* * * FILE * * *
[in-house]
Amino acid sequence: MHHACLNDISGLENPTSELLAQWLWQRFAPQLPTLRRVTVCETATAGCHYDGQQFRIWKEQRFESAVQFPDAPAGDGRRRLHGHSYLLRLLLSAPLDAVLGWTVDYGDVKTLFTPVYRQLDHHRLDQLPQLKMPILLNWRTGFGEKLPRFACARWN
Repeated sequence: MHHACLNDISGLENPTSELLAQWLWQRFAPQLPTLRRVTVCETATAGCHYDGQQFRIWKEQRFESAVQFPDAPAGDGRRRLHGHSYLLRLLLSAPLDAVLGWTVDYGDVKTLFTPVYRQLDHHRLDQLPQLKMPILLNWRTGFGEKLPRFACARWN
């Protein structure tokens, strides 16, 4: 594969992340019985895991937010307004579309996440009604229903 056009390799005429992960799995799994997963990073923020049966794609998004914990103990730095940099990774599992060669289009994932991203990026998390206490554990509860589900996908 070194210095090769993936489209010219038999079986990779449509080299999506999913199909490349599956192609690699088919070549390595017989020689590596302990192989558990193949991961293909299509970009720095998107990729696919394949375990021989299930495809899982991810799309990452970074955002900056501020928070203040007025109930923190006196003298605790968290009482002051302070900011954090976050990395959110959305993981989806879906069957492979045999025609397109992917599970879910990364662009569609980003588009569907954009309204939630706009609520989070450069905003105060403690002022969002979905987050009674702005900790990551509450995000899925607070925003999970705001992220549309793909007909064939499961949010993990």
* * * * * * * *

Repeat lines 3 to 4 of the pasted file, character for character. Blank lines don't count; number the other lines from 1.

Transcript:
Repeated sequence: MHHACLNDISGLENPTSELLAQWLWQRFAPQLPTLRRVTVCETATAGCHYDGQQFRIWKEQRFESAVQFPDAPAGDGRRRLHGHSYLLRLLLSAPLDAVLGWTVDYGDVKTLFTPVYRQLDHHRLDQLPQLKMPILLNWRTGFGEKLPRFACARWN
């Protein structure tokens, strides 16, 4: 594969992340019985895991937010307004579309996440009604229903 056009390799005429992960799995799994997963990073923020049966794609998004914990103990730095940099990774599992060669289009994932991203990026998390206490554990509860589900996908 070194210095090769993936489209010219038999079986990779449509080299999506999913199909490349599956192609690699088919070549390595017989020689590596302990192989558990193949991961293909299509970009720095998107990729696919394949375990021989299930495809899982991810799309990452970074955002900056501020928070203040007025109930923190006196003298605790968290009482002051302070900011954090976050990395959110959305993981989806879906069957492979045999025609397109992917599970879910990364662009569609980003588009569907954009309204939630706009609520989070450069905003105060403690002022969002979905987050009674702005900790990551509450995000899925607070925003999970705001992220549309793909007909064939499961949010993990």